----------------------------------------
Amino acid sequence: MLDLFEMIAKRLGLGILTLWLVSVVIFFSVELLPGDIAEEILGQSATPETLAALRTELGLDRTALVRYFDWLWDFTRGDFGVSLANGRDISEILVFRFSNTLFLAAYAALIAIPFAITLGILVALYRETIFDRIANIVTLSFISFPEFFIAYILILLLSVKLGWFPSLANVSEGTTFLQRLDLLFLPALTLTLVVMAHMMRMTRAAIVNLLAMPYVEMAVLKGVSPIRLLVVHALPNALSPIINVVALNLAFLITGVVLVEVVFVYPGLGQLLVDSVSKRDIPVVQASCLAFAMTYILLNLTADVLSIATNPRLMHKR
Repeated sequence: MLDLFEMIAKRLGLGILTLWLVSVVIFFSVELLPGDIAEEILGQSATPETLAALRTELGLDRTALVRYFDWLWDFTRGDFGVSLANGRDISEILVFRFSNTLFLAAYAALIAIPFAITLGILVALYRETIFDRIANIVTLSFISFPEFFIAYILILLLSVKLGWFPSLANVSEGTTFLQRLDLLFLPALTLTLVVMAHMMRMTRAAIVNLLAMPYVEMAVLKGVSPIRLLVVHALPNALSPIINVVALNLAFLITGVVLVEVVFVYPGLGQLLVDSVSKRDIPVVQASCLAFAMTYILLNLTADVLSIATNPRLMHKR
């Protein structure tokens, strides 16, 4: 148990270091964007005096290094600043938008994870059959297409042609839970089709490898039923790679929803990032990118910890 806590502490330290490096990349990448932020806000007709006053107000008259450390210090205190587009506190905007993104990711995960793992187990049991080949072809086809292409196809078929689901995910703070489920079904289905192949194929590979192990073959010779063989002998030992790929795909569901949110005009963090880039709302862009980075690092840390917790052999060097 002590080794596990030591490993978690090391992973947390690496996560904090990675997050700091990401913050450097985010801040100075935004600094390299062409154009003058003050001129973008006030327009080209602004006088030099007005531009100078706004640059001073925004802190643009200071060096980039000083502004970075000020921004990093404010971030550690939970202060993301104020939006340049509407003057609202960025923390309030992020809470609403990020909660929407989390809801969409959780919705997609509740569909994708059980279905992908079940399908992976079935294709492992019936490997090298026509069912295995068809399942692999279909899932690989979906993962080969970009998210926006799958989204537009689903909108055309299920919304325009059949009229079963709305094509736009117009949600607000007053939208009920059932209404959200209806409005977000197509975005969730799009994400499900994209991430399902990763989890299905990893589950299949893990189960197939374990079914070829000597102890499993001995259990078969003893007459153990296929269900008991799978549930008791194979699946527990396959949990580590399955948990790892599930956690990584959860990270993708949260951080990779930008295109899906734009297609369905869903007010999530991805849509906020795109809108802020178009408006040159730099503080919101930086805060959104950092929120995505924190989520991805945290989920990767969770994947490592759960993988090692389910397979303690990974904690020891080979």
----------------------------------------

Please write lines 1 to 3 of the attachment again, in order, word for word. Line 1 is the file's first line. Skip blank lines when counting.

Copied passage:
Amino acid sequence: MLDLFEMIAKRLGLGILTLWLVSVVIFFSVELLPGDIAEEILGQSATPETLAALRTELGLDRTALVRYFDWLWDFTRGDFGVSLANGRDISEILVFRFSNTLFLAAYAALIAIPFAITLGILVALYRETIFDRIANIVTLSFISFPEFFIAYILILLLSVKLGWFPSLANVSEGTTFLQRLDLLFLPALTLTLVVMAHMMRMTRAAIVNLLAMPYVEMAVLKGVSPIRLLVVHALPNALSPIINVVALNLAFLITGVVLVEVVFVYPGLGQLLVDSVSKRDIPVVQASCLAFAMTYILLNLTADVLSIATNPRLMHKR
Repeated sequence: MLDLFEMIAKRLGLGILTLWLVSVVIFFSVELLPGDIAEEILGQSATPETLAALRTELGLDRTALVRYFDWLWDFTRGDFGVSLANGRDISEILVFRFSNTLFLAAYAALIAIPFAITLGILVALYRETIFDRIANIVTLSFISFPEFFIAYILILLLSVKLGWFPSLANVSEGTTFLQRLDLLFLPALTLTLVVMAHMMRMTRAAIVNLLAMPYVEMAVLKGVSPIRLLVVHALPNALSPIINVVALNLAFLITGVVLVEVVFVYPGLGQLLVDSVSKRDIPVVQASCLAFAMTYILLNLTADVLSIATNPRLMHKR
């Protein structure tokens, strides 16, 4: 148990270091964007005096290094600043938008994870059959297409042609839970089709490898039923790679929803990032990118910890 806590502490330290490096990349990448932020806000007709006053107000008259450390210090205190587009506190905007993104990711995960793992187990049991080949072809086809292409196809078929689901995910703070489920079904289905192949194929590979192990073959010779063989002998030992790929795909569901949110005009963090880039709302862009980075690092840390917790052999060097 002590080794596990030591490993978690090391992973947390690496996560904090990675997050700091990401913050450097985010801040100075935004600094390299062409154009003058003050001129973008006030327009080209602004006088030099007005531009100078706004640059001073925004802190643009200071060096980039000083502004970075000020921004990093404010971030550690939970202060993301104020939006340049509407003057609202960025923390309030992020809470609403990020909660929407989390809801969409959780919705997609509740569909994708059980279905992908079940399908992976079935294709492992019936490997090298026509069912295995068809399942692999279909899932690989979906993962080969970009998210926006799958989204537009689903909108055309299920919304325009059949009229079963709305094509736009117009949600607000007053939208009920059932209404959200209806409005977000197509975005969730799009994400499900994209991430399902990763989890299905990893589950299949893990189960197939374990079914070829000597102890499993001995259990078969003893007459153990296929269900008991799978549930008791194979699946527990396959949990580590399955948990790892599930956690990584959860990270993708949260951080990779930008295109899906734009297609369905869903007010999530991805849509906020795109809108802020178009408006040159730099503080919101930086805060959104950092929120995505924190989520991805945290989920990767969770994947490592759960993988090692389910397979303690990974904690020891080979």